Thousands of passengers were delayed at airports across the U.K. after a technical fault in the system that manages the country’s air traffic disrupted flights.
London Heathrow, Europe’s busiest hub, canceled at least 217 flights today, according to Nathan Fletcher, a spokesman for Heathrow. Some flights left after delays of more than two hours, the airport said on its website. Ryanair Holdings Plc, Europe’s biggest discount carrier, said in a statement that more than 100 of its flights were affected and asked the U.K. Civil Aviation Authority to intervene.
“The problem that arose this morning with the ground communications system in the Area Control operations room at NATS Swanwick has now been resolved and operations are returning to normal,” National Air Traffic Services Holdings Ltd., the company that provides air traffic management services in the U.K., said in an e-mailed statement .
Operational limitations as a result of the faults at the Swanwick air traffic control center in southern England will remain in place until midnight, Eurocontrol, the region’s central airspace management organization, said on its website. Among the airports affected are London’s Gatwick, Stansted, Luton and London City, as well as Glasgow, Edinburgh, Cardiff and Southampton, according to the airports’ websites.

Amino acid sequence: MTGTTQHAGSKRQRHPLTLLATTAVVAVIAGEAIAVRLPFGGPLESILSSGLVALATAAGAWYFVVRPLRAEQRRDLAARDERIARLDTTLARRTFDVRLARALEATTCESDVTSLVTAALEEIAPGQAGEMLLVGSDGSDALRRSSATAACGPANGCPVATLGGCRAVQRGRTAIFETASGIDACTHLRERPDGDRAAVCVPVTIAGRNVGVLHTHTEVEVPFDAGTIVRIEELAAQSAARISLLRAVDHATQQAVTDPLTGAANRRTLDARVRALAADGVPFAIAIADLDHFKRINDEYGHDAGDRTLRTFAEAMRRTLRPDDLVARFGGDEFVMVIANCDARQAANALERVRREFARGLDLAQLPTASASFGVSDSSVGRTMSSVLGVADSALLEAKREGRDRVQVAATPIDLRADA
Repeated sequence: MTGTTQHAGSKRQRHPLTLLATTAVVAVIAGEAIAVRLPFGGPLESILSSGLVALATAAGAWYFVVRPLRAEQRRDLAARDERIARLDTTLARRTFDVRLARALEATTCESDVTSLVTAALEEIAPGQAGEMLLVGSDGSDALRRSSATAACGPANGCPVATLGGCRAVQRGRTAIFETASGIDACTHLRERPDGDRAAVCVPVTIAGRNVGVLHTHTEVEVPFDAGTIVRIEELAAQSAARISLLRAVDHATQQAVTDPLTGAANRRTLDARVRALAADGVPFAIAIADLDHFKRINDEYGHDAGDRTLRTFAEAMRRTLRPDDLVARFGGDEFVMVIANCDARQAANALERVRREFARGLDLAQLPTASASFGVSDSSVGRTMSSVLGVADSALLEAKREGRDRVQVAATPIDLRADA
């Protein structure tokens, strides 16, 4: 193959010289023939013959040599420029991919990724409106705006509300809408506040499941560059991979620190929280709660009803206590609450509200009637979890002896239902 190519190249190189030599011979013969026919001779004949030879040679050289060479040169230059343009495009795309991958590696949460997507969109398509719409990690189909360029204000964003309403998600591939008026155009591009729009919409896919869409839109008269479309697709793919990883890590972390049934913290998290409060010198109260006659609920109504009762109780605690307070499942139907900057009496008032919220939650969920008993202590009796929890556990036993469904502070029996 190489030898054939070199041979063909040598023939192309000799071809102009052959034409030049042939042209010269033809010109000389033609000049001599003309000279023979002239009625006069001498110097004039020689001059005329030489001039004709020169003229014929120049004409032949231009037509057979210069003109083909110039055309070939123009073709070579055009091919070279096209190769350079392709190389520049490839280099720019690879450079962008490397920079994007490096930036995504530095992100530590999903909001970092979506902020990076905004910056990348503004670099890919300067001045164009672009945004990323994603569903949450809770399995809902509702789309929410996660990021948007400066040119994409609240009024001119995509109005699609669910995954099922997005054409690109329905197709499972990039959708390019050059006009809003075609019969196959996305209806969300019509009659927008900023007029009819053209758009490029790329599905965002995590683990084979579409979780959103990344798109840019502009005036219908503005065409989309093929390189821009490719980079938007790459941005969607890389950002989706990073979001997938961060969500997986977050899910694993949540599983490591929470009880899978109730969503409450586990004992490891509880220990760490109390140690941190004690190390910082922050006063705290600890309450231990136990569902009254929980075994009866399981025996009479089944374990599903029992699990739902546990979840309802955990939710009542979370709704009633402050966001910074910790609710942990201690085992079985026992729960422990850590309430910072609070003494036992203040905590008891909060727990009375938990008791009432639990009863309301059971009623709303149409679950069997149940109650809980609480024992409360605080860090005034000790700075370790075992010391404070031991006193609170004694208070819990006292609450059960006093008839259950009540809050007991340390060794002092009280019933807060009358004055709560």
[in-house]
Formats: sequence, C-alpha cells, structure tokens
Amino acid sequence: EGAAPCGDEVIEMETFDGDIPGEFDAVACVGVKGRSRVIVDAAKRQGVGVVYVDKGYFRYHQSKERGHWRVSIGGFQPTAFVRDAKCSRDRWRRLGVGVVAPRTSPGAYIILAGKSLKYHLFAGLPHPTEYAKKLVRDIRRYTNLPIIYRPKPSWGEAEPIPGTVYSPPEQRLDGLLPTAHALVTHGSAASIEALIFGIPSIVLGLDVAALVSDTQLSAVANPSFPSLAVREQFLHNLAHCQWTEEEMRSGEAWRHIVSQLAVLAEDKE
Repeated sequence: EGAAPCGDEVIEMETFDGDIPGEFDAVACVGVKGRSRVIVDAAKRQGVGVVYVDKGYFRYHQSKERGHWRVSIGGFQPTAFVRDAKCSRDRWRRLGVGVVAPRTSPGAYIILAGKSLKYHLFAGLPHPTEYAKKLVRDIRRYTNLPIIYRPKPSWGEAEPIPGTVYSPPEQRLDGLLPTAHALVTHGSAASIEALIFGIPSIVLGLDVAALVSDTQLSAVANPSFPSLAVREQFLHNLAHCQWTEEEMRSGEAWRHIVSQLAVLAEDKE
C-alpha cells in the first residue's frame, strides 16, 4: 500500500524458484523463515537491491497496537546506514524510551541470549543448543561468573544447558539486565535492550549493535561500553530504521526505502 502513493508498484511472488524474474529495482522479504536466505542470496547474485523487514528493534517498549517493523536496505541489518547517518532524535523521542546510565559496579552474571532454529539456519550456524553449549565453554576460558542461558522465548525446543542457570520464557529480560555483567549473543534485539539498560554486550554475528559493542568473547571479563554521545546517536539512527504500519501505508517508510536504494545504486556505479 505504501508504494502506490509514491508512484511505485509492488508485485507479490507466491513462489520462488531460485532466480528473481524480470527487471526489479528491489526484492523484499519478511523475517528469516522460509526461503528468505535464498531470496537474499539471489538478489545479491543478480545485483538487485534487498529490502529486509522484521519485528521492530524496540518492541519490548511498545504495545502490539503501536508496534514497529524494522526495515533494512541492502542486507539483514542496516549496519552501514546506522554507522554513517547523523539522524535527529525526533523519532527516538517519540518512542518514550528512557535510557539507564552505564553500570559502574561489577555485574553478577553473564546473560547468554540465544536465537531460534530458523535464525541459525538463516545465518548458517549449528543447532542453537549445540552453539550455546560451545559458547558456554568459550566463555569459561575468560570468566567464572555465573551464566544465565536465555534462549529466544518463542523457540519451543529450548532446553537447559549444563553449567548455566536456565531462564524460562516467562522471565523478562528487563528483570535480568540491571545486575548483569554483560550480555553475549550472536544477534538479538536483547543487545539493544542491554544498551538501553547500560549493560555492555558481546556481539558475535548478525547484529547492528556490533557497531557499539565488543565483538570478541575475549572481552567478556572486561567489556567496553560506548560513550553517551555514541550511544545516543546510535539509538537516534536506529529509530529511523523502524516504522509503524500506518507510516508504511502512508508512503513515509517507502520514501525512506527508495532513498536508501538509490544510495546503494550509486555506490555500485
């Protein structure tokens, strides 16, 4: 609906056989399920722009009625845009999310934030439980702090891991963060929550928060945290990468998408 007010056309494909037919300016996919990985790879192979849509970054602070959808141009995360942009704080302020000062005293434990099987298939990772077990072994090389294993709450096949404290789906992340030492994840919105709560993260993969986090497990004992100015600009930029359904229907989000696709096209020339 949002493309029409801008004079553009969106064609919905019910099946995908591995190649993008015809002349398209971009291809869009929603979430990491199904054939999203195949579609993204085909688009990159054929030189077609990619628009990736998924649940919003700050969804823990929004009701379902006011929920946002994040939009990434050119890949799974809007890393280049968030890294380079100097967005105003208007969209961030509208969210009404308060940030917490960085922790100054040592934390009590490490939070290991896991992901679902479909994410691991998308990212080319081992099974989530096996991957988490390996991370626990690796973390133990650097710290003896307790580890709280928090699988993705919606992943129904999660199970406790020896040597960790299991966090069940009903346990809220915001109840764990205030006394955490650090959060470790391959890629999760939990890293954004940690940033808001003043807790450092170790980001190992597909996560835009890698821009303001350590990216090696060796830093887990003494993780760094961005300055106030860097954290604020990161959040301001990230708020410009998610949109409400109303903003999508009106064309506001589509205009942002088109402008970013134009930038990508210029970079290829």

British Airways, the biggest user of Heathrow, advised passengers to check flight status before going to the airport. Long lines formed at the airline’s customer services desk inside Heathrow Terminal 1, which was staffed by three employees.
EasyJet Plc, Europe’s second-largest low-fare operation, advised passengers on its website to check in as normal as “the situation can improve.”
Departures from Luton airport were delayed by about an hour, a spokesman said. Stansted flights were delayed by “a couple of hours,” said Mark Davison, a spokesman.
Technicians were able to divide up air traffic sectors this morning to increase the number of flights, Eurocontrol said on its website. Delays remained high as of 7:20 p.m. Eurocontrol said on its website.
NATS said the Swanwick center had difficulty switching from its nighttime to daytime operations early today, according to a statement on its website. NATS was processing around 20 percent fewer flights than normal for a Saturday, according to Paul Beauchamp, a spokesman for the Fareham, England-based company.
“The reduction in capacity has had a disproportionate effect on southern England because it is extremely complex and busy airspace,” NATS said in the statement. The affected system is “very complex” with more than one million lines of software, it said.
A Civil Aviation Authority spokesman, who asked not to be identified citing agency policy, said it was working with NATS to make sure it understands what happened and to ensure the service is working to resolve the issue.
Flights to Amsterdam’s Schiphol were among those affected, with the Dutch airport receiving fewer aircraft from the U.K., Brit Wijkniet, a spokeswoman for Schiphol, said by phone.
Some pilots were being advised to fly lower to reduce delays, Eurocontrol said. The airspace controlled by Swanwick covers the southern U.K. and extends west to Ireland, according to a spokesman for NATS.